Review: The Umbrellas of Cherbourg – Leicester Curve, 19/02/2011 (mat)
When?: Saturday 19th February 2011, matinee
Where?: The Curve, Leicester, stalls
Who?: Carly Bawden, Laura Brydon, Gareth Charlton, Andrew Durand, Cynthia Erivo, Aki Omoshaybi, Dominic Marsh, Meow Meow, Joanna Riding and Matt Wilman
Why?: A chance to see Umbrellas live on stage in the UK for the first ever time.
Jacques Demy’s 1964 French musical film Les Parapluies de Cherbourg is considered by many to be the greatest movie musical of all time, and has been a personal favourite of mine for as long as I can remember. I must have seen the film dozens of times, and still the beauty of Michel Legrand’s varied and iconic score never fails to move me. Demy’s quirky art house style is perfectly executed; a vivid colour scheme, memorable characters and heightened dramatic brilliance help to make Umbrellas the masterpiece that it remains today – at the same time creating a star in the shape of a young Catherine Deneuve. This new UK premiere production from suitably different theatre company Kneehigh certainly had big shoes to fill and sadly doesn’t even come close to emulating the experience of the movie. In fact, this production is one of the poorest new musicals I have seen in a while and is far, far short of the quality of previous Kneehigh productions such as The Red Shoes and Brief Encounter.
Umbrellas tells the story of young mechanic Guy (Durand) and Geneviève (Bawden), a couple very deeply in love. We are quickly introduced to Mme. Emery (Riding), the protective mother of Geneviève who owns an umbrella shop in Cherbourg. With the family business suffering (quite possibly due to the fact that they don’t manage to shift a single umbrella in the course of the show in a town where it always rains) Mme. Emery is forced to sell her jewellery to pay a debt, introducing businessman Roland Cassard (Marsh) who instantly falls in love with Geneviève. When 20 year old Guy is called up for military service in The Algerian War for a term of two years, it tests their resolve and committment to one-another, specifically Geneviève’s pledge to wait for his return. Despite Sheldon Harnick’s translation being over 30 years old (it being used in the only other stage production of Umbrellas in theatre history, the failed 1979 off-Broadway production which ran for just 22 performances) it is fit for purpose and is taken almost word-for-word. It is a shame that the flowery high-romance of the French libretto loses much of its potency when put into English, but I do accept that a French language production was never going to be a option commercially.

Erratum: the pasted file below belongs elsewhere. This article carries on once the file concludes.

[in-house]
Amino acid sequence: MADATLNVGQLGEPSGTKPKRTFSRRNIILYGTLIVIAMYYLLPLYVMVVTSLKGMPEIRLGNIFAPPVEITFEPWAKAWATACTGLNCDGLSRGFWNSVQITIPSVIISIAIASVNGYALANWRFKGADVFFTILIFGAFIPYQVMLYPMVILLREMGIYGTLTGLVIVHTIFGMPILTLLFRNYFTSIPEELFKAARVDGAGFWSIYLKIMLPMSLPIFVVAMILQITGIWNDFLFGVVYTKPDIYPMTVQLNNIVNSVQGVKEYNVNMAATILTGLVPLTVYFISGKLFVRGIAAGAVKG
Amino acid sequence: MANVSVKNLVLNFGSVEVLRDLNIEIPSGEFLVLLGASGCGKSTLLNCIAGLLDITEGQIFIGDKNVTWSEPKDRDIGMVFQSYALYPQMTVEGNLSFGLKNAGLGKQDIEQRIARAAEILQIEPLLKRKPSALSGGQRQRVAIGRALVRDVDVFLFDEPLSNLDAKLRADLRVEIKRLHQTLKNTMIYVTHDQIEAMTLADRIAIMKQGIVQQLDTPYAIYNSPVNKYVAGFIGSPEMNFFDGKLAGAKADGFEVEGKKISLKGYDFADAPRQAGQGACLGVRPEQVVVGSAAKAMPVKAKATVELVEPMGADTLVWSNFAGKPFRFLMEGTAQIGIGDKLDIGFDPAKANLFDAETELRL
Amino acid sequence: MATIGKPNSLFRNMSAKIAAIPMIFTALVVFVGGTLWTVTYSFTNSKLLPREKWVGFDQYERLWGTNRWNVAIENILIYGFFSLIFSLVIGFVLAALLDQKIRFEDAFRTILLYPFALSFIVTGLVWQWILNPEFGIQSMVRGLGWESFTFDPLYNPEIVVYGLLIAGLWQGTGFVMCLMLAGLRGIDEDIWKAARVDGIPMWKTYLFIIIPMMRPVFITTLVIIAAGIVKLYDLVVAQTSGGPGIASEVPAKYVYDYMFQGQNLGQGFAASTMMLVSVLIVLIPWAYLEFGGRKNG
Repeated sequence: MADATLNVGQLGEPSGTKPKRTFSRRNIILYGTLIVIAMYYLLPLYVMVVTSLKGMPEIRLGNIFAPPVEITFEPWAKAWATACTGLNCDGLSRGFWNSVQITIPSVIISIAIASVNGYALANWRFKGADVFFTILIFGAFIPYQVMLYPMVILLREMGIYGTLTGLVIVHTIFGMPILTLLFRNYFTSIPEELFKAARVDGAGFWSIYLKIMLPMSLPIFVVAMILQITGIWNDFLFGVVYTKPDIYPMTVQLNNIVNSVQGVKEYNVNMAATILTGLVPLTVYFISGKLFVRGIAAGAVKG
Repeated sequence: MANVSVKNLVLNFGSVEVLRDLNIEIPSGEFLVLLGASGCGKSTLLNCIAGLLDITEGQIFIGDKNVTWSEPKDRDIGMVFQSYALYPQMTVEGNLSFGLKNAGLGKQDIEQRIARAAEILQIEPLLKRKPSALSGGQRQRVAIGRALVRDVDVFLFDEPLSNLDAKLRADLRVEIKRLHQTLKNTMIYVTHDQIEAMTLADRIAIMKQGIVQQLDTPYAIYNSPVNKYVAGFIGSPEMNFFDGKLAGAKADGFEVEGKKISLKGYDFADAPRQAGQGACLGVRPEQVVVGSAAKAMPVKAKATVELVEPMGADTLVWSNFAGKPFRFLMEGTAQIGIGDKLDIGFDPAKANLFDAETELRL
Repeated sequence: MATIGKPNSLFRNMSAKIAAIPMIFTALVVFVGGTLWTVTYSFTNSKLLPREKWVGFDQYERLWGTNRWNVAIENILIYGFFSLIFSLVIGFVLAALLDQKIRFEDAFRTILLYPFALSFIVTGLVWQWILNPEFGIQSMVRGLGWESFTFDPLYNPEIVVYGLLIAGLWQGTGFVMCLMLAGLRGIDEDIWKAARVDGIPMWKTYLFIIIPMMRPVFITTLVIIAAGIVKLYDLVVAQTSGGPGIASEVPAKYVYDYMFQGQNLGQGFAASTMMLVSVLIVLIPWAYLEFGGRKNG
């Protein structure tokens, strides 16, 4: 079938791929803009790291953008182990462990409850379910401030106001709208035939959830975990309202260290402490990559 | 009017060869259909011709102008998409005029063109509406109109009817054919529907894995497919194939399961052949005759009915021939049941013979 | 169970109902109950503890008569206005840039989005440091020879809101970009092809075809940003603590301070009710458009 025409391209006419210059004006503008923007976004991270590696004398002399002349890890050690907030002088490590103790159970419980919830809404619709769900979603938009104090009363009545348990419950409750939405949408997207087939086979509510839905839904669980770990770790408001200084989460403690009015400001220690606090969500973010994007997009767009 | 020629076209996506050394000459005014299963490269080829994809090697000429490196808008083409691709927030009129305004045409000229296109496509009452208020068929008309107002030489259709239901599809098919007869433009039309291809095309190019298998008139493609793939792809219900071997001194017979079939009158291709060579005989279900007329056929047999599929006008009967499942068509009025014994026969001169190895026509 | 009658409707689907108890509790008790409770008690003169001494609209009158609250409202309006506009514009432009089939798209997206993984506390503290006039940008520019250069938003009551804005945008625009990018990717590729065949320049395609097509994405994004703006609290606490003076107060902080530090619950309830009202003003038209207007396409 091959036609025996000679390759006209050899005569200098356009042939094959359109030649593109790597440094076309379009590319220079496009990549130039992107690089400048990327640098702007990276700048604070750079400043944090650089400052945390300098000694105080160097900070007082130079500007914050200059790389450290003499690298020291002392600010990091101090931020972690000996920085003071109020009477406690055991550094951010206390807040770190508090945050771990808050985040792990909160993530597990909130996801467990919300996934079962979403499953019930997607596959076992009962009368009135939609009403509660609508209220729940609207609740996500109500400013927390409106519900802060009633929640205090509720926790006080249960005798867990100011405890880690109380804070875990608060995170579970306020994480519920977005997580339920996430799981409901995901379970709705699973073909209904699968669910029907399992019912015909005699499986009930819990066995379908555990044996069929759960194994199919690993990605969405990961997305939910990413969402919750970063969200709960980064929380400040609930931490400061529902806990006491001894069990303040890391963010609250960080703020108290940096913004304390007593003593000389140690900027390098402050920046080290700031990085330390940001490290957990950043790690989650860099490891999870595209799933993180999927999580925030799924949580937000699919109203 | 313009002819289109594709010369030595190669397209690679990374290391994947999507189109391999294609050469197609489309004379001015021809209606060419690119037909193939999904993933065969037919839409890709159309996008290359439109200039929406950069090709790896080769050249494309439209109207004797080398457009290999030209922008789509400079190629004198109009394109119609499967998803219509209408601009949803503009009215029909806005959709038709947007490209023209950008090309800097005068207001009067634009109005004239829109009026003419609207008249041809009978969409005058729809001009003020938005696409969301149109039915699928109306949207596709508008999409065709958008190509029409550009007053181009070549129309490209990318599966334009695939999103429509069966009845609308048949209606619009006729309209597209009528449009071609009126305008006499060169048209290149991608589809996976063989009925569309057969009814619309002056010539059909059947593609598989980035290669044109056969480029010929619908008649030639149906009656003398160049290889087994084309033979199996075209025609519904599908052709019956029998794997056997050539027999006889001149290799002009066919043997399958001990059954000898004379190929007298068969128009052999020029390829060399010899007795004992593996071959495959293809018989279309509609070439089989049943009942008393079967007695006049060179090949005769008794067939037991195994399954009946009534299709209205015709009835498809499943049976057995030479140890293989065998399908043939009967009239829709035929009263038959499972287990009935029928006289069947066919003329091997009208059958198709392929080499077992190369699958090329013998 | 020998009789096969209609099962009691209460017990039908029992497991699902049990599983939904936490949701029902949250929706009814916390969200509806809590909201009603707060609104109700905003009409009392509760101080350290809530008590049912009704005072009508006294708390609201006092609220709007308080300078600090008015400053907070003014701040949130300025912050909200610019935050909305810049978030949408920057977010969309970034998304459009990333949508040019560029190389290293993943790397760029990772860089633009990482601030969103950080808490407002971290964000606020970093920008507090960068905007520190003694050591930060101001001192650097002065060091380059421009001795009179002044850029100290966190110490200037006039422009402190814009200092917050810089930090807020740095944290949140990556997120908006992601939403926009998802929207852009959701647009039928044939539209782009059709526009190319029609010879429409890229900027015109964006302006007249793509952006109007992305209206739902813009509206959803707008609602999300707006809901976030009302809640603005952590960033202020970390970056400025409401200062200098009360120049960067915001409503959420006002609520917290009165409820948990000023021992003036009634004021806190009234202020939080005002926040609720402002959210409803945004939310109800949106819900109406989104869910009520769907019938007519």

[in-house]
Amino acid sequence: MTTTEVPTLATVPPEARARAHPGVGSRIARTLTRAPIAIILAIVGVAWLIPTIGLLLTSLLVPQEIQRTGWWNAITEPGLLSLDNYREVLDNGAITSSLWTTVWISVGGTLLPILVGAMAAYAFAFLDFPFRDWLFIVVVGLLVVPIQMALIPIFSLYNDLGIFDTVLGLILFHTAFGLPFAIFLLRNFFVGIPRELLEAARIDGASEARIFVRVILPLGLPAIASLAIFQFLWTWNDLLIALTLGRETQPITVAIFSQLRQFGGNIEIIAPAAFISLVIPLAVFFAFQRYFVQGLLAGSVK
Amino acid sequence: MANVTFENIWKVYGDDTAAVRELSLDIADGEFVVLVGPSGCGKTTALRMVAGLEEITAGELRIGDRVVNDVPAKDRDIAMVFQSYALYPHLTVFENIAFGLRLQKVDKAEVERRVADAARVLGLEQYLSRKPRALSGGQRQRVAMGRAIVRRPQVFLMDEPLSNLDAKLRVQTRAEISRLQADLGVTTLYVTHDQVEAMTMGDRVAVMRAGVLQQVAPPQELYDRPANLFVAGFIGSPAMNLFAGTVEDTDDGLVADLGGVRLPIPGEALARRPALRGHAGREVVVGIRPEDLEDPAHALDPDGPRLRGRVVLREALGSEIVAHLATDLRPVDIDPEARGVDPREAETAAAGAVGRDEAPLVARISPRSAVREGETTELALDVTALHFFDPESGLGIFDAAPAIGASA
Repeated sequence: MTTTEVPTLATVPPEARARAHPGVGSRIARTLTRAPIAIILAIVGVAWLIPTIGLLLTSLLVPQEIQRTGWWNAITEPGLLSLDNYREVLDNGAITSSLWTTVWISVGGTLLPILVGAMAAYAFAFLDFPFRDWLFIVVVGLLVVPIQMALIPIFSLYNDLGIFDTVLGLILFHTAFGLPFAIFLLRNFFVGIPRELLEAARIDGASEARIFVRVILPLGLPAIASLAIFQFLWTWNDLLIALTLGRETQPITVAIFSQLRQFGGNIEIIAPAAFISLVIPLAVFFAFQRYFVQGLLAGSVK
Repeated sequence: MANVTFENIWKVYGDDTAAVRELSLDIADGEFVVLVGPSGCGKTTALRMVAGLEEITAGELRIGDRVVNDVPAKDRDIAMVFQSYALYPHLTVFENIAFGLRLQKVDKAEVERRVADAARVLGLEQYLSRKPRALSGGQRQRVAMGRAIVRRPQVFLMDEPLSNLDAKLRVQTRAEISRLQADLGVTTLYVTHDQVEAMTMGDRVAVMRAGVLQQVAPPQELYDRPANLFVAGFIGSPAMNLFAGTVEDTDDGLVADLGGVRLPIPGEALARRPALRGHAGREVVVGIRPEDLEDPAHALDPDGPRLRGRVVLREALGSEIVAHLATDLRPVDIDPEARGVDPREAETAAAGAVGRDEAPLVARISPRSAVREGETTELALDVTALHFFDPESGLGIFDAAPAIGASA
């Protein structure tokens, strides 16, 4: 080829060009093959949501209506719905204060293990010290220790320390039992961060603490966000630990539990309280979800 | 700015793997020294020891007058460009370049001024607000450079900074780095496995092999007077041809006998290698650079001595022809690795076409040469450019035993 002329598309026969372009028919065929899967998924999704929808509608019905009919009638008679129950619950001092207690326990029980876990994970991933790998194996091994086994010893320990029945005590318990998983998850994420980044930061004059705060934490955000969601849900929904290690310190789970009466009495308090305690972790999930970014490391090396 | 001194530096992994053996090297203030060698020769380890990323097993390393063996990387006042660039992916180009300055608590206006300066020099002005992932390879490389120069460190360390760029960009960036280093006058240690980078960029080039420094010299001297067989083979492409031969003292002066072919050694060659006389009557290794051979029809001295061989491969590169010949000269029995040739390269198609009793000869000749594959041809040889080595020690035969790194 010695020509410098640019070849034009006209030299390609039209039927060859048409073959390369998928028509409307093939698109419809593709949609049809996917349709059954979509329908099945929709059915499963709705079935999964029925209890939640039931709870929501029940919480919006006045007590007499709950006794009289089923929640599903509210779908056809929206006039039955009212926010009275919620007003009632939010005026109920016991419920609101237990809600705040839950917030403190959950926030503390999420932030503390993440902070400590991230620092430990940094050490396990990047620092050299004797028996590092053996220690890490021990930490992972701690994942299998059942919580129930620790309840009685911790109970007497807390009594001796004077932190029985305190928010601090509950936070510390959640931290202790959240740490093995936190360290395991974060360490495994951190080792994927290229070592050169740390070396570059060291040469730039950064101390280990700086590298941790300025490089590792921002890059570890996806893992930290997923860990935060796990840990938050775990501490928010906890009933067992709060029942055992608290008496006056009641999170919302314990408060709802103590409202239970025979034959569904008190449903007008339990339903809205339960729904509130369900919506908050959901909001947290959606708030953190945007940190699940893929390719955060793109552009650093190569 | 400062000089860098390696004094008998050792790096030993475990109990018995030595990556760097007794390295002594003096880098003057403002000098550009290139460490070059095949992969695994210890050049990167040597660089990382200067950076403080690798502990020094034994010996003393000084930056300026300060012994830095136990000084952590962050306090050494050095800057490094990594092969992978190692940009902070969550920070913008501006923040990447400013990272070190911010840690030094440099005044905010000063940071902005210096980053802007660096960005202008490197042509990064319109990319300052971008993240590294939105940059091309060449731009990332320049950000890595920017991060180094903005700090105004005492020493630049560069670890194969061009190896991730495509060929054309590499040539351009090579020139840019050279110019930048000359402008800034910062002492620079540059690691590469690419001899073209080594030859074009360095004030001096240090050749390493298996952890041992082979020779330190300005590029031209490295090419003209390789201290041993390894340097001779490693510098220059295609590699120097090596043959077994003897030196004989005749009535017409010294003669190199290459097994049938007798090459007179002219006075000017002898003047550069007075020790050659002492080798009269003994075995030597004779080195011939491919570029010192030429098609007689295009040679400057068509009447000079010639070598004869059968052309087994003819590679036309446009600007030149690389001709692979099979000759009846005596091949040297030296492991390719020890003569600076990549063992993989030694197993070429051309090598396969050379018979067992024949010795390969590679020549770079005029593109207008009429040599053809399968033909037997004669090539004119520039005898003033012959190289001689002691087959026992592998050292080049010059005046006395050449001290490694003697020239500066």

Director Emma Rice tries to compensate for this by ‘sending up’ the sheer Frenchness of it all in various ways; she introduces a new character Lola (internationally renowned cabaret artist Meow Meow) whose inclusion is mostly pointless, although she does create the show’s finest moment, a French-language ballad in the second act. There are ‘magic sailors’ who help with scene transitions but, like Lola, serve little actual purpose in an expositional sense and act more as set dressing. I spotted a few berets, too – but sadly no baguettes. The issue here is that the show doesn’t take itself in the least bit seriously. The movie – while very different and at times even a little strange – had a clear, focused and concise narrative and vision for the piece – in this production things happen with little rhyme or reason. There are also far too many unintentional laughs, especially in the first act, whereas the intentional humour fell way short. Rice aspires to create her own surrealist version of Umbrellas, but far too many liberties are taken and the result is frankly a poorly conceived, badly directed mess.